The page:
Patient's cells used to replicate dire developmental condition
The blood-brain barrier is biology's proverbial double-edged sword.
An impermeable shield of endothelial cells that protects our brains from toxins and other threats that may lurk in circulating blood, the barrier can also exclude therapeutic drugs and, at times, essential biomolecules required for healthy brain development.
A case in point is the rare but severe psychomotor disease Allan-Herndon-Dudley syndrome (AHDS), a congenital condition that affects only males and starves the developing brain of thyroid hormone, resulting in cognitive impairment and atrophied muscles and motor skills. The condition is not only untreatable, but seems to be peculiar to humans, meaning scientists have been unable to study the disease and seek new treatments by modeling it in an animal like the mouse.
But now, a team of scientists from the University of Wisconsin-Madison and Cedars-Sinai in Los Angeles have used the cells of AHDS patients to recreate not only the disease, but a mimic of the patient's blood-brain barrier in the laboratory dish using induced pluripotent stem cell technology.
"This is the first demonstration of using a patient's cells to model a blood-brain barrier defect," explains Eric Shusta, a UW-Madison professor of chemical and biological engineering and a senior author of the new study published today (May 16, 2017) in the journal Cell Stem Cell. "If we had just the (compromised) neural cells available, we wouldn't have been able to identify this key characteristic of AHDS."
The new work not only establishes a laboratory model for Allan-Herndon-Dudley syndrome, but also hints at therapies that could prevent or reduce the debilitating effects of the disease, says Clive Svendsen, director of the Cedars-Sinai Board of Governors Regenerative Medicine Institute, a senior author of the new study and an expert on diseases of the central nervous system. The Wisconsin-Cedars-Sinai collaboration also included UW-Madison Professor of Chemical and Biological Engineering Sean Palecek and Abraham Al-Ahmad, now a professor of pharmaceutical sciences at Texas Tech University.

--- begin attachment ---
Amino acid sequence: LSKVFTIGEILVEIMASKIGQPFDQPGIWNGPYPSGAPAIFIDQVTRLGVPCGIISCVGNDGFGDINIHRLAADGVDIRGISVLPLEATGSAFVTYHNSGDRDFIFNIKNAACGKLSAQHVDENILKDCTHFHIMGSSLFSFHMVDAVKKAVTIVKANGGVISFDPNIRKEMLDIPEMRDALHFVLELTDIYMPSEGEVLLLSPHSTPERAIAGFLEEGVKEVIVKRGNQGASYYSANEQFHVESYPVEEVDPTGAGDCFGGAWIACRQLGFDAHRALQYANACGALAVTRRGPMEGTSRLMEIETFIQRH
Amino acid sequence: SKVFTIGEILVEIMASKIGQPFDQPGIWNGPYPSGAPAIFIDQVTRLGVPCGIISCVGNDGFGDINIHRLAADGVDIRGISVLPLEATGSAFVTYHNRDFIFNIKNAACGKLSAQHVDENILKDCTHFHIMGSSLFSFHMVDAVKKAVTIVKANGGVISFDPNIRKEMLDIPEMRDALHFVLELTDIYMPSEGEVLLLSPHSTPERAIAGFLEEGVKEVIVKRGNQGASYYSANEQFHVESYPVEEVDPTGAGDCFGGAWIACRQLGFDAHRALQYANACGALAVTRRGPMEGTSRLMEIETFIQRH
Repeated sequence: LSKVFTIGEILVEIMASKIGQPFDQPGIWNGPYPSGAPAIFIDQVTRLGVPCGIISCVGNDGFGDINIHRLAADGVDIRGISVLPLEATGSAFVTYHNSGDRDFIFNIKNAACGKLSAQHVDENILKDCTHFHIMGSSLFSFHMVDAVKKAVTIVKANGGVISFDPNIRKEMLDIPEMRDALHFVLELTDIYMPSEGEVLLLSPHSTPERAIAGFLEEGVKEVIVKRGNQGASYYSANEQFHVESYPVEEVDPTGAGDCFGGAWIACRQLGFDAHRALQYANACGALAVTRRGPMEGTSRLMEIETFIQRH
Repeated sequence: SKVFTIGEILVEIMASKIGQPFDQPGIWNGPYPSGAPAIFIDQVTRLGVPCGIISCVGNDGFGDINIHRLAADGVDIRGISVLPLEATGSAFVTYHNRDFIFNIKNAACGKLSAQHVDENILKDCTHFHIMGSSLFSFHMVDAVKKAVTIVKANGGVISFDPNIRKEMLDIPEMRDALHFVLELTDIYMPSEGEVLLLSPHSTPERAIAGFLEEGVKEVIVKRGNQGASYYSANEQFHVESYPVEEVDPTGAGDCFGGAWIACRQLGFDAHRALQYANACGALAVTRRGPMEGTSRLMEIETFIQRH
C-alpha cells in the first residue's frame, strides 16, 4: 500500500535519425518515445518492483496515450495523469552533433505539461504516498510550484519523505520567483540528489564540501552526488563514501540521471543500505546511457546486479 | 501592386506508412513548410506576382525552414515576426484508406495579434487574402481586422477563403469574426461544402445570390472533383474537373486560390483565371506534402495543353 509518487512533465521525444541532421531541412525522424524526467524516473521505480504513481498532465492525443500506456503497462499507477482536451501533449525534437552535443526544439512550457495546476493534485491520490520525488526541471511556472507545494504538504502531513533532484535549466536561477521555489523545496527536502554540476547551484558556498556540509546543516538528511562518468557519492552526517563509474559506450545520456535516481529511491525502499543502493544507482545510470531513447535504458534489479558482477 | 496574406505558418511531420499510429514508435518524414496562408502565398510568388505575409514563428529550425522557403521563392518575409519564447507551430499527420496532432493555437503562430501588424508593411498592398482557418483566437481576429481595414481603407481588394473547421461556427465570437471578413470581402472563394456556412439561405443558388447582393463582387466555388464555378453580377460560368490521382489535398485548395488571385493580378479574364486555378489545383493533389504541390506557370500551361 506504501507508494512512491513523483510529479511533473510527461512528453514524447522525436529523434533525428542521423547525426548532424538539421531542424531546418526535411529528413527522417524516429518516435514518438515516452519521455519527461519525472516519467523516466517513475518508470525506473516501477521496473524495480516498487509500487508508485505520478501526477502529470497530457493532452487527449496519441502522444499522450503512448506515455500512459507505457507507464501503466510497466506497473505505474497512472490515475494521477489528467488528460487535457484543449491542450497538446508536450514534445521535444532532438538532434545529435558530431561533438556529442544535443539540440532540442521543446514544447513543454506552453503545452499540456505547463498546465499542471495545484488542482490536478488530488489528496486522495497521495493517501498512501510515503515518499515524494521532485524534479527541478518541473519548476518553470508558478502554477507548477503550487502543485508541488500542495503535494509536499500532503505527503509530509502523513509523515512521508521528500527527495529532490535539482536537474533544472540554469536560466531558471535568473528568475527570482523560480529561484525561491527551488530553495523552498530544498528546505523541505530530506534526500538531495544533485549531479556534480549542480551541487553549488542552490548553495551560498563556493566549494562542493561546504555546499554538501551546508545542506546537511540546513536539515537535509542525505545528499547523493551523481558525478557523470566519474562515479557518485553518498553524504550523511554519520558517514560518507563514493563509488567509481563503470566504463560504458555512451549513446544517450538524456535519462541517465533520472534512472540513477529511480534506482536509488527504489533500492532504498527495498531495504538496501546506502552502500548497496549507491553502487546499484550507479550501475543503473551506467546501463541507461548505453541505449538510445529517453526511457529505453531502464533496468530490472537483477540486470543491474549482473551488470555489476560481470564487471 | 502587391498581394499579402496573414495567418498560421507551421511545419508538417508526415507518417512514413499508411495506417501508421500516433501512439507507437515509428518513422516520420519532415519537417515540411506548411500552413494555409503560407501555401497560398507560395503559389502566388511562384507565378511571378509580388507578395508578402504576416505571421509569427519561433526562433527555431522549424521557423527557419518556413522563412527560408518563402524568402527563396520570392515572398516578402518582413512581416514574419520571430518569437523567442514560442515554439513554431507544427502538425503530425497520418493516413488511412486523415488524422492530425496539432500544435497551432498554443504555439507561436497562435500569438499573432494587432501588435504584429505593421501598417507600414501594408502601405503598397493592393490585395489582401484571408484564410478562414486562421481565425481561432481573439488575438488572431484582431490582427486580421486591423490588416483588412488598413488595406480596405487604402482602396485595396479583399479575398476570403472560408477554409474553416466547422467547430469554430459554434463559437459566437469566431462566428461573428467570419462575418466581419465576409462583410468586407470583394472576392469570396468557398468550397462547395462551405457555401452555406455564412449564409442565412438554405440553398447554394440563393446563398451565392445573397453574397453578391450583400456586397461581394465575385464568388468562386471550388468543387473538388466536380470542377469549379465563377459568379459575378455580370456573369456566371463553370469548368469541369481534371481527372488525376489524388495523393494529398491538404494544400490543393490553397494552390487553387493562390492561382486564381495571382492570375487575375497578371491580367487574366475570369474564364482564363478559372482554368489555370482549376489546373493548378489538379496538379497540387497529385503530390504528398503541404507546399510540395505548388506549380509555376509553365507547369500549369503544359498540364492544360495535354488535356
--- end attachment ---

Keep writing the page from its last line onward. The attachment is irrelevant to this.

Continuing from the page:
Allan-Herndon-Dudley syndrome is caused by defects to a single gene that controls the flow of thyroid hormone to the brain. It affects the developing male brain beginning before birth and results in moderate to severe cognitive disability, impaired speech, underdeveloped muscles and involuntary movement, among other symptoms. As patients age, the condition progresses and many become confined to wheelchairs.
The flawed gene, says Shusta, blunts the work of a biomolecule called MCT8, a transporter that shepherds thyroid hormone through the blood-brain barrier. In the earliest stages of development, several studies suggest a fetus obtains significant amounts of thyroid hormones from the mother.
"The blood-brain barrier forms pretty early in gestation, so the thyroid hormone, even from the mother, is probably not getting through the barrier and into the brain, likely leading to developmental deficits," says Shusta, whose group was among the first to develop blood-brain barriers from patient-derived stem cells in the lab dish.
The ability to recapitulate both the affected neural cells and the blood-brain barrier, according to Shusta and Svendsen, provides detailed insight that not only reveals the mechanics of the syndrome, but also raises the possibility of identifying drugs that may help overcome the diminished ability of the hormone to nurture the developing brain.
In addition, several other neurological diseases like Alzheimer's disease and Huntington's disease may involve dysfunction in the blood-brain barrier, explains Gad Vatine of Cedars-Sinai, the lead author of the report. "The significance of this study expands beyond the limits of AHDS research, to the possibility of stem cell modeling the blood-brain barrier component in many other neurological diseases," Vatine says.
As an example, Leslie Thompson and coworkers at the University of California, Irvine, have used the blood-brain barrier model developed in the Shusta laboratory to study abnormalities in the blood-brain barrier of Huntington's disease patients. That work is published in the May 16 edition of Cell Reports.